If you’re a new breastfeeding parent (or a parent newly returning to breastfeeding), you may have been instructed to keep your baby swaddled or otherwise tuck her hands down whilst breastfeeding. After all, those squirmy baby hands can get in the way of ensuring a good latch! As it turns out, however, current research shows that baby’s hands play an important role in facilitating breastfeeding in several different ways.
In a recent review on Science & Sensibility, blog administrator (and doula and Lamaze educator) Sharon Muza reviewed the research paper Facilitating Autonomous Infant Hand Use During Breastfeeding by Catherine Watson Genna, BS, IBCLC, RLC and Diklah Barak, BOT. In her review, Sharon points out:
[The authors] share that babies that hug the breast with their hands are helping to stabilize their neck and shoulder girdle, by pulling together the shoulder blades. Hand movements, by the infant on the breast, increase maternal oxytocin. It also causes the nipple tissue to become erect, which facilitates latch. Babies are best able to use their hands “against gravity,” lifting them up, when their hands are in their field of vision. The hands are used along with the lips and tongue to draw the nipple into the mouth, a behavior that disappears around 3-4 months of age.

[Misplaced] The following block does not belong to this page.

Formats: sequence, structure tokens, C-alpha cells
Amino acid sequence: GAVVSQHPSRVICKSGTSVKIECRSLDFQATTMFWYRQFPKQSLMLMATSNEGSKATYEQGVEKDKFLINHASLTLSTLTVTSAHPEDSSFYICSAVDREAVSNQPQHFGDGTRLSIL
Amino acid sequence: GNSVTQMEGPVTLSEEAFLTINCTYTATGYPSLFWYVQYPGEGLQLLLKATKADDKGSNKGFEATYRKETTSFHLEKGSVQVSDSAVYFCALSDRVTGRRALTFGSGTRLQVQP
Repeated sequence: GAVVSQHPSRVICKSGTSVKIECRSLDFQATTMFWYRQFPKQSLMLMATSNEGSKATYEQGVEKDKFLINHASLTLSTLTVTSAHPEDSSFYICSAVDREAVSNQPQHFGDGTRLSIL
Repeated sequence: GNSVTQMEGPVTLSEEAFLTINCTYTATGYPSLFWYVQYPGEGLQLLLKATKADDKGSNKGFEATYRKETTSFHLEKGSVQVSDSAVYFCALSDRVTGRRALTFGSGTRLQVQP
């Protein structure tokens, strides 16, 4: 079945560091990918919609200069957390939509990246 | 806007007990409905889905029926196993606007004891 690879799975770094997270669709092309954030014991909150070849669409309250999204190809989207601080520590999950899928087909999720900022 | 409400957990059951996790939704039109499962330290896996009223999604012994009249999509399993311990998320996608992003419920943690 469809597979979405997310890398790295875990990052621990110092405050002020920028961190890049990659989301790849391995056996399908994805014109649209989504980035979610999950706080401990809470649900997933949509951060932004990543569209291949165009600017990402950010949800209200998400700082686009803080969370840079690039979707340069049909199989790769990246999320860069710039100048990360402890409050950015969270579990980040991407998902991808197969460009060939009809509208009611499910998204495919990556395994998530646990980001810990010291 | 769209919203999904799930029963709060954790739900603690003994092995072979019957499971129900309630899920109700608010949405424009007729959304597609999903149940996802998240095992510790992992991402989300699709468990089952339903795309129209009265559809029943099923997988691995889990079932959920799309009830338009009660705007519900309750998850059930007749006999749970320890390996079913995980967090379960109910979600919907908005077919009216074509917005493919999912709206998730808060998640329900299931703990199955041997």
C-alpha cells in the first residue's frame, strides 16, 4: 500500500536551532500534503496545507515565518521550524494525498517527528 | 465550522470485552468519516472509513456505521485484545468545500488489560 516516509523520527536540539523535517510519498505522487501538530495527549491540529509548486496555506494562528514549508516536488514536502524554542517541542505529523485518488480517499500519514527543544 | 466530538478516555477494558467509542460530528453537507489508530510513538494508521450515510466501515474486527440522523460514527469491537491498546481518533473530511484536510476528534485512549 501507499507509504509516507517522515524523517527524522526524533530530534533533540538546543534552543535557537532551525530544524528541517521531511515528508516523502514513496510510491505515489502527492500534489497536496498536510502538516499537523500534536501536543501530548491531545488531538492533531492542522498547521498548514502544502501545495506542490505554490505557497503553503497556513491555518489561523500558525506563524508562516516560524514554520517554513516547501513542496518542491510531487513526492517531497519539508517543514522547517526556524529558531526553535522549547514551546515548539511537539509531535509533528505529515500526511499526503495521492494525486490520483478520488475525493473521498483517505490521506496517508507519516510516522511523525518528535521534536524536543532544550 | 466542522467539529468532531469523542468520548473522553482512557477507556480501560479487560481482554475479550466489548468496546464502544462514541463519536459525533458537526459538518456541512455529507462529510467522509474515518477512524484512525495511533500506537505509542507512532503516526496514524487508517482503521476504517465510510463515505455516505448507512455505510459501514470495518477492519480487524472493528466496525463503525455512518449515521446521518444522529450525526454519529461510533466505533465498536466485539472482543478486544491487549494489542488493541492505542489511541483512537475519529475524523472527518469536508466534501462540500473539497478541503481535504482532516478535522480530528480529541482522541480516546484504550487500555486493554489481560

And if you think baby’s hands fluttering about are attempts at pushing your breast away, you may be right — but it’s for good reason:
Infants use their hands to push and pull the breast to shape the breast and provide easier access to the nipple. Newborns and young infants also use their hands to push the breast away, possibly to get a better visual sense of the location of the nipple. Genna and Barak also state that an infant may feel the nipple with their hand, and use the hand as a guide to bring their mouth to the nipple.
I encourage you to click through to Genna and Barak’s paper — it provides multiple photos demonstrating positioning and detailed instructions (in easy-to-read language) for facilitating hand use during breastfeeding.
The next time you sit down to feed your newborn (or if you’re reading this in preparation for a new little one), remember to unswaddle (and undress, if possible — skin-to-skin contact also helps facilitate breastfeeding and is beneficial for development and bonding) and allow your baby’s hands to wander as they see fit. She may be brand new, but her feeding instincts are innate and strong. Follow your baby’s cues!